Cinnamon: A Tale of Forks and Familiarity in the Linux Desktop Landscape


Image by formulatehealth: CC BY 2.0, via Wikimedia

As a long-time Linux user, I’ve witnessed firsthand the power of a familiar interface in welcoming newcomers to open-source computing. The transition from Windows or macOS can be daunting, navigating unfamiliar layouts and paradigms. This is where Cinnamon shines. Its unwavering commitment to the traditional desktop metaphor – the panel, menus, and applets we know and love – provides a comfortable bridge, easing users into the vast potential of Linux without sacrificing ease of use.

I have used Cinnamon across prominent distributions like Fedora, Ubuntu, and its home – Linux Mint.  While all of the implementations are good Linux Mint is my favorite because it supports Flatpak.

Within the vibrant ecosystem of Linux desktop environments, Cinnamon occupies a unique space. Born from a desire for a familiar desktop experience amidst UI shifts, Cinnamon has carved its niche through a blend of traditional design, lightweight resource usage, and extensive customization options. This article delves into the history of Cinnamon, its core features, and how its implementations on these three distributions showcase its adaptability and appeal.

A Fork in the Road: From GNOME to Cinnamon

In 2011, the release of GNOME 3, with its radical interface shift, sparked discontent among users accustomed to the traditional desktop metaphor. Enter Linux Mint, a distribution renowned for user-friendliness, which chose to fork GNOME Shell and create its desktop environment: Cinnamon. The initial goal was to preserve the familiar panel-based layout, menus, and applets cherished by many Linux users.

Cinnamon quickly blossomed from a mere fork into a fully independent desktop environment. It retained the core GNOME technologies like GTK+ but built its components, including the Muffin window manager, Nemo file manager, and the Cinnamon Control Center, a fork of the Gnome control center. This independence allowed Cinnamon to evolve at its own pace, prioritizing stability, user preferences, and resource efficiency.

The Core of Cinnamon: Familiarity with a Flair

Cinnamon offers a desktop experience reminiscent of Windows XP and GNOME 2. At its heart lies a familiar panel encompassing a start menu, quick-launch icons, running applications, and system tray notifications. Users can customize the panel elements and their behavior and add applets for enhanced functionality. The applets include accessibility, display, corner bar, on-screen keyboard, panel launchers for favorite applications, workspace switcher, and many more. 

Screenshot from Don Watkins Linux Mint 21.2 system CC by SA 4.0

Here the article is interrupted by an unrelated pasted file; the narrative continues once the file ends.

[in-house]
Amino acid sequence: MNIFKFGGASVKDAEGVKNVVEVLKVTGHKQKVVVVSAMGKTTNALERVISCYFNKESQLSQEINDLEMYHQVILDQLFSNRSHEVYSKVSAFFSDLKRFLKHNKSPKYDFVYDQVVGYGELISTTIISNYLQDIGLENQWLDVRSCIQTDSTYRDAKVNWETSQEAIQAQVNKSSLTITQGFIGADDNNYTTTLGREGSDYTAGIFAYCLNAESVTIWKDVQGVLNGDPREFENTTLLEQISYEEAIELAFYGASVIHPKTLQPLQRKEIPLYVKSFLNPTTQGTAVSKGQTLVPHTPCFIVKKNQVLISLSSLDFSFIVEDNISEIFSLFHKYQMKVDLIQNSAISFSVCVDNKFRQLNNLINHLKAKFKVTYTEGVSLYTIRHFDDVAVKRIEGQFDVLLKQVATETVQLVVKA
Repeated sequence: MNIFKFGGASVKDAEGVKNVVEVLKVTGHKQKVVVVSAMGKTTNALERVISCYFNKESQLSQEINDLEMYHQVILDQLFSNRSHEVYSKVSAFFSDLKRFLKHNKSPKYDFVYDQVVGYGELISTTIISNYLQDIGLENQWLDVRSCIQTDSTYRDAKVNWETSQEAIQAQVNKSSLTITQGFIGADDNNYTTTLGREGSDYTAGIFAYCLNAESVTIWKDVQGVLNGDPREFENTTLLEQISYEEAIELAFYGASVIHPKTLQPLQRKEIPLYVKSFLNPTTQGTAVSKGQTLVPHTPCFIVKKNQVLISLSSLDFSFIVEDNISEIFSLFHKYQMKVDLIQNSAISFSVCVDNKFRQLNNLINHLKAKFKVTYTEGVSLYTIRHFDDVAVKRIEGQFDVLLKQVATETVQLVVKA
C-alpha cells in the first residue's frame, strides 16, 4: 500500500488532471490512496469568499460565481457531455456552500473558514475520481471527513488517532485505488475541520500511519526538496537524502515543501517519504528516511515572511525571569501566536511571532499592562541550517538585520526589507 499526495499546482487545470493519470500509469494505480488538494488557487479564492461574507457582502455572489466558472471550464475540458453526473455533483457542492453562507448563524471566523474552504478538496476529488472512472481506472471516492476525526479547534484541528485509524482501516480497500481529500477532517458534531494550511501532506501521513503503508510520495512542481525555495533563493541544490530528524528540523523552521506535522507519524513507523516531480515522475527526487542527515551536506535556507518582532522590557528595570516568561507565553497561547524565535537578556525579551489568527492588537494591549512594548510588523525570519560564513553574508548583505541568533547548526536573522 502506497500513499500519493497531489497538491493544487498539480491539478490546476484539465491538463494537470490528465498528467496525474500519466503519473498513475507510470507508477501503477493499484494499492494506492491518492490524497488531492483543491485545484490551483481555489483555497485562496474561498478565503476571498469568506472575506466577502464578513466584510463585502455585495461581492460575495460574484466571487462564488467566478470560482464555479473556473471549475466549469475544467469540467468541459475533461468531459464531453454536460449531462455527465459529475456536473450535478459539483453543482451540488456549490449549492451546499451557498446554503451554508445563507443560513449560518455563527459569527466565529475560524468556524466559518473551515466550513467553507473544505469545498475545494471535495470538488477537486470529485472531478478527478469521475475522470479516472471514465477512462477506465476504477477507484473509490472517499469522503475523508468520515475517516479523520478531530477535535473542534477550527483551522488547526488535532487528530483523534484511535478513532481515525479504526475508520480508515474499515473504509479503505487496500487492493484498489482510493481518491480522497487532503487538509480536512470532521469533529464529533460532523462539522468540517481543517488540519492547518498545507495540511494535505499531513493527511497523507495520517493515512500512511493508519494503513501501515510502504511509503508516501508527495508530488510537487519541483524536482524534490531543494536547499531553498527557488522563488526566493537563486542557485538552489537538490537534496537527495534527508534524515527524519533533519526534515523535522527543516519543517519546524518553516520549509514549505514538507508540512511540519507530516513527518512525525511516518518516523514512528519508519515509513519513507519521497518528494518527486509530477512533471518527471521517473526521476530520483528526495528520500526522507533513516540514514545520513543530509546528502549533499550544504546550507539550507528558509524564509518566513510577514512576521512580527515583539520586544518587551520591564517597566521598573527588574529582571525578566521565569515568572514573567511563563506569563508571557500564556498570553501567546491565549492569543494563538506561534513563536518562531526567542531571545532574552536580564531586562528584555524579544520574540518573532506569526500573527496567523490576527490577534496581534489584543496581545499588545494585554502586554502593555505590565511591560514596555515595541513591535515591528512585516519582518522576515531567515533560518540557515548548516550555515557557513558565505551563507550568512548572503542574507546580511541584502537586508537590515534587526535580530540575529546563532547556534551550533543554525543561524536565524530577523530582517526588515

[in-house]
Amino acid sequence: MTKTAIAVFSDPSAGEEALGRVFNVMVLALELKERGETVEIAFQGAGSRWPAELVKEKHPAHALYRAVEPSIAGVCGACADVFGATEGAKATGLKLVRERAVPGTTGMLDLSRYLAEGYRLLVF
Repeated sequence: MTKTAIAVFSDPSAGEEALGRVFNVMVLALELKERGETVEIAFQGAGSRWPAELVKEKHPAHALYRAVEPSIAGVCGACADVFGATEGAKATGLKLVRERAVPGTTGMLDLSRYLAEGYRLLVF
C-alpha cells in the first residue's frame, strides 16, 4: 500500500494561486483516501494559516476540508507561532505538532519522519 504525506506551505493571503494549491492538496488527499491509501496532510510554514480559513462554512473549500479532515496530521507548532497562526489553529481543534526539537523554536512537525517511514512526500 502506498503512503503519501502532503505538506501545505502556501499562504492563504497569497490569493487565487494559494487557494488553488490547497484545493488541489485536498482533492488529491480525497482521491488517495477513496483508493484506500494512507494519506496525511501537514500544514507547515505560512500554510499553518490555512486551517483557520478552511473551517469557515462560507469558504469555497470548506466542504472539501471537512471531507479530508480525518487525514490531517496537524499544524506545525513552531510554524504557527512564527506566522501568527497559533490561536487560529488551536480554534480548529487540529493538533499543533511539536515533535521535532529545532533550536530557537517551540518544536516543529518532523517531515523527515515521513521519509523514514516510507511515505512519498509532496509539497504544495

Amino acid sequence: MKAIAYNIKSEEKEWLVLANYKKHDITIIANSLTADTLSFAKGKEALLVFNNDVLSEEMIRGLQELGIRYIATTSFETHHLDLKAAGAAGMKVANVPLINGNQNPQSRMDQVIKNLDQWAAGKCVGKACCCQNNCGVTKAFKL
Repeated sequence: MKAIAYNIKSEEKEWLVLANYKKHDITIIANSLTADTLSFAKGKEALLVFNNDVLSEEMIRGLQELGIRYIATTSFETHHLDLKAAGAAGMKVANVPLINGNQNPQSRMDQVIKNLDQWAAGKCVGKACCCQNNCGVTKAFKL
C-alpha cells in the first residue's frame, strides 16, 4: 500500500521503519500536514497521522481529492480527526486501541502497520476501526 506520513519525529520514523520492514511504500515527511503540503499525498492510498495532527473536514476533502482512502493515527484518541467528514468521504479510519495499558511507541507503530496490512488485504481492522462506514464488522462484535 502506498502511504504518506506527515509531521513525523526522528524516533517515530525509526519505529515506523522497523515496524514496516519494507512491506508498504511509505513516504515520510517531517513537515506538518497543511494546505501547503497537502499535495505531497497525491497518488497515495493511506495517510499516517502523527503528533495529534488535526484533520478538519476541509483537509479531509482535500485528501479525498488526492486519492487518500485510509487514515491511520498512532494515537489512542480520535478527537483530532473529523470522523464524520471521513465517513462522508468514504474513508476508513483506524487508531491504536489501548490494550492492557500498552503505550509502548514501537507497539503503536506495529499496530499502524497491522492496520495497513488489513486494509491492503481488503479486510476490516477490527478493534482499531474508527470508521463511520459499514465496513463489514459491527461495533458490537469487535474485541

Beyond the traditional layout, Cinnamon boasts modern features like workspaces, desktop effects, and theme customization. The Cinnamon Control Center provides granular control over system settings, making it easy to personalize the experience. Resource efficiency remains a cornerstone, ensuring smooth operation on older hardware and a snappy user experience.

Screenshot from Don Watkins Linux Mint 21.2 system CC by SA 4.0

Cinnamon’s Many Faces: Distributions and Distinctions

While adhering to its core principles, Cinnamon adapts to its surroundings across different distributions. Let’s explore the nuances of Cinnamon implementations on Fedora, Ubuntu, and Linux Mint:

Fedora Cinnamon: Geared towards advanced users and developers, Fedora Cinnamon offers greater upstream integration and bleeding-edge software releases. Fedora Cinnamon allows users to run on the latest kernel version, 6.5.6, in Fedora 39 with the BTRFS file system instead of EXT4 on Linux Mint and Ubuntu. Fedora uses dnfagora to load software by default. Do yourself a favor and install Gnome Software Center. Once that is done, installing software on Fedora Cinnamon is much easier. Once the Gnome Software Center is installed, you can easily install ‘rpm’ or ‘flatpak’ software packages. 

$ sudo dnf install gnome-software. 

ScreenShot from Fedora 39 Cinnamon desktop by Don Watkins CC by SA 4.0

Ubuntu Cinnamon: Ubuntu Cinnamon offers a good implementation of Cinnamon with support for the Snap Store software center. and traditional ‘.deb’ packages either on the command line or from the Software Center. If you want to add software from Flathub, you’ll have to install those packages yourself. Ubuntu Cinnamon supports a large number of desktop backgrounds and sets itself apart from Fedora there. Ubuntu Cinnamon runs on an EXT4 filesystem and Linux Kernel 6.2.0-39. 

Linux Mint Cinnamon: As the birthplace of Cinnamon, Linux Mint offers the most polished and feature-rich experience. The default Mint themes and applets are meticulously designed, and the Cinnamon Control Center boasts even more granular customization options. Linux Mint Cinnamon 21.2 runs on Linux Kernel 5.15.0.  Beyond familiarity, Linux Mint empowers users with Flatpak right out of the box.   This flexibility, coupled with the comfort of a familiar desktop, creates a perfect recipe for Linux newbies to explore the boundless possibilities of open-source software.

Conclusion: A Spice of Choice for Every Palate

Cinnamon’s adaptability and focus on user needs have won it a loyal following. Its implementations on Fedora, Ubuntu, Arch, Linux Mint Debian Edition, and Linux Mint exemplify its versatility, catering to different user choices within the Linux community. Whether you seek bleeding-edge software, a familiar experience, or the most refined Cinnamon environment, each distribution offers a unique flavor of this popular desktop. Ultimately, Cinnamon’s success lies in its commitment to familiarity, customization, and resource efficiency, offering a user-centric and visually appealing alternative in the diverse landscape of Linux desktops.